A Conversation with Jodi Whitworth

Jodi Whitworth may be young, but she's already pretty successful. She's been a reporter at WHO-TV (for you locals, that's Channel 13) for the last two years. If you watch the local stations, you've probably seen her on TV! And if you're like me, whenever she pops on you're all I know her! If I bumped into her on the street, we could have a conversation! Or am I the only person who does that sort of thing?

It's easy to see why she's found success in what she does. Jodi's a good listener, a natural storyteller, and her responses are both fast and thoughtful. Basically, she's journalist through and through. I would argue it's in her blood (in fact, it is!)

After the six o’ clock news finished filming, we proceeded to the sound stage where we sat down to talk about her work and who she dreams of interviewing someday. Enjoy, guys!

How did you become involved in journalism?

Journalism actually runs in my family! My dad, brother, and mother all have experience working in radio. 

Personally, I went to school for broadcast media and it taught me the basics of it all. I used to think that I'd quickly be taught how to read a teleprompter and just begin writing the news - but it's not that glamorous immediately. When I began interning, I learned what journalism was really all about. 

What did you learn that came as a surprised to you?

I've found that the human aspect can be difficult to handle. When you're thrown into situations with the potential to be very uncomfortable, such as someone who has just lost their child, you can't really prepare for it. I could've never learned how to handle that in school, it only comes through experience and a willingness to be real and vulnerable with them.

I’ve found that it's easier if you're genuine with the people you're interviewing. I try not to think in terms of this is a news story that will be on at five o ‘clock tonight. I approach it more from the perspective of this person lost their child. this is not a story that will only impact them for a day; this will impact them for the rest of their lives. When you approach a story in that way, you begin to feel genuinely concerned for them. 

Due to your job, I imagine you see a quite a bit of tragedy. Is it difficult to find the silver lining?

What I take away from all the negative stories I cover is just a different perspective on my own life. You begin to realize how bad some people have it and how good other people have it. Last week, four out of the five stories I covered were tragedies, so it's always nice when a good story rolls around. Those are refreshing for us as reporters. 

Tell me about a story that has impacted you in a personal way.

There was a student out of Ames who was struck and killed while training for a triathlon. He had a twin sister who was also training for the same triathlon and she went on to compete in nationals. I remember covering that story from death first occurring, to when his sister competed in the nationals. That was a really cool journey for me to witness.

I’m sure you are aware of how Des Moines is touted as an “up and coming city." I’m curious what your opinion is of our city. Do you enjoy living here?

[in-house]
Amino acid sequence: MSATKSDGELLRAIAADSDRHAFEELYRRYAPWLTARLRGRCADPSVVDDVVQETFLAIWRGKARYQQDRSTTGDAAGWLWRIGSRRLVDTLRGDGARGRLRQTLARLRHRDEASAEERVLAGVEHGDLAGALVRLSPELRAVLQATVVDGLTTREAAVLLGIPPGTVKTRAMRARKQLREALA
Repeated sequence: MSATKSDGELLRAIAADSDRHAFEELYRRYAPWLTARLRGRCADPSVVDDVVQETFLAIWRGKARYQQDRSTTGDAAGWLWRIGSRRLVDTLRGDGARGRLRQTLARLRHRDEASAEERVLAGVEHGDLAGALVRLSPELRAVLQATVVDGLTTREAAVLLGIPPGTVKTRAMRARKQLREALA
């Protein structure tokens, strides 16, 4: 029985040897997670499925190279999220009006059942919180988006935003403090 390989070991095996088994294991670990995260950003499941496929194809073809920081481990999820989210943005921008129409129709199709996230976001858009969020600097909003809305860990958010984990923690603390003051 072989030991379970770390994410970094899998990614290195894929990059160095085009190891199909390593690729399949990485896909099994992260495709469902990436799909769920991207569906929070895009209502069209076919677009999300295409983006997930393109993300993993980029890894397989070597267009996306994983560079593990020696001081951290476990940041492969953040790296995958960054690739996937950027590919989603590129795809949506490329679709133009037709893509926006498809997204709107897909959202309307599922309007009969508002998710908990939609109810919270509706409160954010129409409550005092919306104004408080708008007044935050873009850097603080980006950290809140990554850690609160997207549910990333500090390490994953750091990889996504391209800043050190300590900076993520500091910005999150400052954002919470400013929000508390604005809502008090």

(Laughing) Well, there’s Des Moines and then there’s Iowa. I think that Iowa and Des Moines are different things. But I'm proud of our city; it's a hidden gem. It's a large city, but it still feels small. You can get anywhere in twenty minutes, but you still have space for yourself.

If you had the opportunity to interview someone (dead or alive) who would that person be and why would you chose that particular person? 

First, I would interview my biological parents. I was adopted when I was just thirty-two hours old, so I would like to find out more about them. I'm curious what my biological mom was thinking and feeling when she made that decision to give me up. I wonder: was she scared or pressured at all?

She was only nineteen when it happened and there were two other babies ahead of me, so I often wonder why I was the only one adopted out? It would be interesting to see if we look or alike or have anything in common.

When people look back on the last few years, what will be some of the most defining stories?

On a national scale, I'd say one story would be Ferguson. I'd never seen anything like that before. As I was watching it unfold, I told myself I am watching history! You could not believe what you were watching. I understand that, perhaps, an injustice occurred between law enforcement and the African American community, but I’m not sure if how that community reacted was necessarily the answer. That being said, it was interesting to witness because it was just so historic. 

As for something more local, the Yonkers fire was huge. I covered that when it was happening, but I didn't know the importance of the building or the memories it held for the generation before me. So many people kept coming up to me with all these memories of spending time there. So that was a big moment, too. 

Do you prefer reading the news online or in print?

I get most of my news from Twitter. I just scroll down, that’s my rule of thumb: scroll down, scroll down! 

I don't know the last time I opened a newspaper. I'm not even sure I'd know how to navigate one! (Laughing)